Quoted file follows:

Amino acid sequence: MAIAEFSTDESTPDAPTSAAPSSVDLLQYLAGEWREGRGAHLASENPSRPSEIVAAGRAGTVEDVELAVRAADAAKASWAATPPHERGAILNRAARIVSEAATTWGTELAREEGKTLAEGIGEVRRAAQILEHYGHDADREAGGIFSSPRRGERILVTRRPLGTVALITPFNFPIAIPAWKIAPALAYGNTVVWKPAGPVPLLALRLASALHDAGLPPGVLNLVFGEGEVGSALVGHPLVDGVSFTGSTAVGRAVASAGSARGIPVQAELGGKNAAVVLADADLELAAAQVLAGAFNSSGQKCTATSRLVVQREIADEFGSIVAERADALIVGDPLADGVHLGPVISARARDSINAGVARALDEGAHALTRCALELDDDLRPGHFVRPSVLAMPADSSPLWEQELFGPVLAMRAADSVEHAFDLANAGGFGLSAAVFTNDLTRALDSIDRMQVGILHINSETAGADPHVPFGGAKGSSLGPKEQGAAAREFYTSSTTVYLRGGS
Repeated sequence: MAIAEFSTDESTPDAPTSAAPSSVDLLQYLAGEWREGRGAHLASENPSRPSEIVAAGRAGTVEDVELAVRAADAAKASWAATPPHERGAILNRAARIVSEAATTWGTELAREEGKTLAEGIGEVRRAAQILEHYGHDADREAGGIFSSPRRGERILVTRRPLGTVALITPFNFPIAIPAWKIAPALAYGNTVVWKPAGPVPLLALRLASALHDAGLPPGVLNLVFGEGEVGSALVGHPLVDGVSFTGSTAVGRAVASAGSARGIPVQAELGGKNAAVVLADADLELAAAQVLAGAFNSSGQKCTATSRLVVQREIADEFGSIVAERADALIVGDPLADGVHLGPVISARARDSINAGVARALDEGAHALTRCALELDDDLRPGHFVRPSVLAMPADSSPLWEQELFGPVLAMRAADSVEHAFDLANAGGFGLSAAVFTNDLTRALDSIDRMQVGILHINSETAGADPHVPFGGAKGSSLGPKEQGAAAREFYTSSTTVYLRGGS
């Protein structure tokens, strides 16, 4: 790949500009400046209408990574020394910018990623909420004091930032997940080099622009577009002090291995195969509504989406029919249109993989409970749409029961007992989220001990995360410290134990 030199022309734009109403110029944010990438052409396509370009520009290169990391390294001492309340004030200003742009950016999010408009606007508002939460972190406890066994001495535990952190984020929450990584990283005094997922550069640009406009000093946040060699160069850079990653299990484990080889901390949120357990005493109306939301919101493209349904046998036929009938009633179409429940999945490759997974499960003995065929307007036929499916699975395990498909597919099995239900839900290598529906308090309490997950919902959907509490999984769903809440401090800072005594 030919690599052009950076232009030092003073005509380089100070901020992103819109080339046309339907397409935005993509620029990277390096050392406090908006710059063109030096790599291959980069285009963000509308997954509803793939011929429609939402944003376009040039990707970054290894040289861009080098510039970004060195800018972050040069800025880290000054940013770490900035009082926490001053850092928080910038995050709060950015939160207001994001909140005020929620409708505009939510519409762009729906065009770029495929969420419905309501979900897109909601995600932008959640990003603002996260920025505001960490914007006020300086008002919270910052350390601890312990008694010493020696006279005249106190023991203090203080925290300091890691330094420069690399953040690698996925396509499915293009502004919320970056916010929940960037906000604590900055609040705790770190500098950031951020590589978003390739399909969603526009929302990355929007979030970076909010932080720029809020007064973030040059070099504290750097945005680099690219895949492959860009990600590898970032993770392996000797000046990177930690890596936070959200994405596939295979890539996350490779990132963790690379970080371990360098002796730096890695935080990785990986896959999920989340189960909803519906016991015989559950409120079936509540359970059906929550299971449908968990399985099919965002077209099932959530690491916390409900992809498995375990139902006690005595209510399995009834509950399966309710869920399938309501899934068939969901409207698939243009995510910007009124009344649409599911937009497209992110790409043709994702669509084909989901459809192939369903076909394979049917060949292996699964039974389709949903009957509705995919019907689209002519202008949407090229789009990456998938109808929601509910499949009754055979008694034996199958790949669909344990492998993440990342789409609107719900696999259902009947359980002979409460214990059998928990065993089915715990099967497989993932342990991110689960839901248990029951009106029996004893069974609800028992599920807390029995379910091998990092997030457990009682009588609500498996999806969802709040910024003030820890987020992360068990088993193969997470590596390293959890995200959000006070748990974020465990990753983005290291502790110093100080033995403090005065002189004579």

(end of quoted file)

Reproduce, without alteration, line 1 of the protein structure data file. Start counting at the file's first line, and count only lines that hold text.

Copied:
Amino acid sequence: MAIAEFSTDESTPDAPTSAAPSSVDLLQYLAGEWREGRGAHLASENPSRPSEIVAAGRAGTVEDVELAVRAADAAKASWAATPPHERGAILNRAARIVSEAATTWGTELAREEGKTLAEGIGEVRRAAQILEHYGHDADREAGGIFSSPRRGERILVTRRPLGTVALITPFNFPIAIPAWKIAPALAYGNTVVWKPAGPVPLLALRLASALHDAGLPPGVLNLVFGEGEVGSALVGHPLVDGVSFTGSTAVGRAVASAGSARGIPVQAELGGKNAAVVLADADLELAAAQVLAGAFNSSGQKCTATSRLVVQREIADEFGSIVAERADALIVGDPLADGVHLGPVISARARDSINAGVARALDEGAHALTRCALELDDDLRPGHFVRPSVLAMPADSSPLWEQELFGPVLAMRAADSVEHAFDLANAGGFGLSAAVFTNDLTRALDSIDRMQVGILHINSETAGADPHVPFGGAKGSSLGPKEQGAAAREFYTSSTTVYLRGGS